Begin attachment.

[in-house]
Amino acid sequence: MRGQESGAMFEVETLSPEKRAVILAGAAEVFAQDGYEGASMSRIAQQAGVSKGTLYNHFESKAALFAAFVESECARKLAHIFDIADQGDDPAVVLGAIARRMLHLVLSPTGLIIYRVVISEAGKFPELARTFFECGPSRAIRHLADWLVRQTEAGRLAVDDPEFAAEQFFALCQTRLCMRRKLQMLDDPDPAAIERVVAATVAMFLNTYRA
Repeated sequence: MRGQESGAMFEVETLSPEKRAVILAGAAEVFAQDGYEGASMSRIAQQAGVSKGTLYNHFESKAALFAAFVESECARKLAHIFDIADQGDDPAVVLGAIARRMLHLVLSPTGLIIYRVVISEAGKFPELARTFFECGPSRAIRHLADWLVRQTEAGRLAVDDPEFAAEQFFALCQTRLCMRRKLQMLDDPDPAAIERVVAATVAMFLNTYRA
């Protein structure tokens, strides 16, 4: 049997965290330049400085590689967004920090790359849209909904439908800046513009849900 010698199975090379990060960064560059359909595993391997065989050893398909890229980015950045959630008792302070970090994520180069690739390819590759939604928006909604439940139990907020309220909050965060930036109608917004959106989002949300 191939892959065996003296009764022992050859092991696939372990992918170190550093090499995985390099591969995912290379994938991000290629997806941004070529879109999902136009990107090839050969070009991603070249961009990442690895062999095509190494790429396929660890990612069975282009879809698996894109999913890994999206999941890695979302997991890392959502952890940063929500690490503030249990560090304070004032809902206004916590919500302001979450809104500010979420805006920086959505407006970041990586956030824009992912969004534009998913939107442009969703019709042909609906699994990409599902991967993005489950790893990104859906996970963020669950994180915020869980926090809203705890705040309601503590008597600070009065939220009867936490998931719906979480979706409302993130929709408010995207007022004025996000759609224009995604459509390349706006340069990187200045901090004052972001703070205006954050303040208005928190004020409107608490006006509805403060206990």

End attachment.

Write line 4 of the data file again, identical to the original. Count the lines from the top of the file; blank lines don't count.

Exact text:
């Protein structure tokens, strides 16, 4: 049997965290330049400085590689967004920090790359849209909904439908800046513009849900 010698199975090379990060960064560059359909595993391997065989050893398909890229980015950045959630008792302070970090994520180069690739390819590759939604928006909604439940139990907020309220909050965060930036109608917004959106989002949300 191939892959065996003296009764022992050859092991696939372990992918170190550093090499995985390099591969995912290379994938991000290629997806941004070529879109999902136009990107090839050969070009991603070249961009990442690895062999095509190494790429396929660890990612069975282009879809698996894109999913890994999206999941890695979302997991890392959502952890940063929500690490503030249990560090304070004032809902206004916590919500302001979450809104500010979420805006920086959505407006970041990586956030824009992912969004534009998913939107442009969703019709042909609906699994990409599902991967993005489950790893990104859906996970963020669950994180915020869980926090809203705890705040309601503590008597600070009065939220009867936490998931719906979480979706409302993130929709408010995207007022004025996000759609224009995604459509390349706006340069990187200045901090004052972001703070205006954050303040208005928190004020409107608490006006509805403060206990």